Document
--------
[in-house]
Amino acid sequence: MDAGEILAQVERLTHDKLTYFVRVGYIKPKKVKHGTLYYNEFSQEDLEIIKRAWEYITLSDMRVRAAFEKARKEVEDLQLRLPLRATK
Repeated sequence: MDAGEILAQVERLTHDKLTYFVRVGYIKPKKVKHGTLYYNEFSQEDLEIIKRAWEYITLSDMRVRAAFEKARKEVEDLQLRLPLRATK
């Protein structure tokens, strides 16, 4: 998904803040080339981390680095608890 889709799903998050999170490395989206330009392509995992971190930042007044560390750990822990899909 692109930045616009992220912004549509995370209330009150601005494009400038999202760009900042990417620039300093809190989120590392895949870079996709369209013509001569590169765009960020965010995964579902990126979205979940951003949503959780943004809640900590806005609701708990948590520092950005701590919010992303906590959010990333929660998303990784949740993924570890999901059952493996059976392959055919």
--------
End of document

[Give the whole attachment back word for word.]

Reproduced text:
[in-house]
Amino acid sequence: MDAGEILAQVERLTHDKLTYFVRVGYIKPKKVKHGTLYYNEFSQEDLEIIKRAWEYITLSDMRVRAAFEKARKEVEDLQLRLPLRATK
Repeated sequence: MDAGEILAQVERLTHDKLTYFVRVGYIKPKKVKHGTLYYNEFSQEDLEIIKRAWEYITLSDMRVRAAFEKARKEVEDLQLRLPLRATK
């Protein structure tokens, strides 16, 4: 998904803040080339981390680095608890 889709799903998050999170490395989206330009392509995992971190930042007044560390750990822990899909 692109930045616009992220912004549509995370209330009150601005494009400038999202760009900042990417620039300093809190989120590392895949870079996709369209013509001569590169765009960020965010995964579902990126979205979940951003949503959780943004809640900590806005609701708990948590520092950005701590919010992303906590959010990333929660998303990784949740993924570890999901059952493996059976392959055919």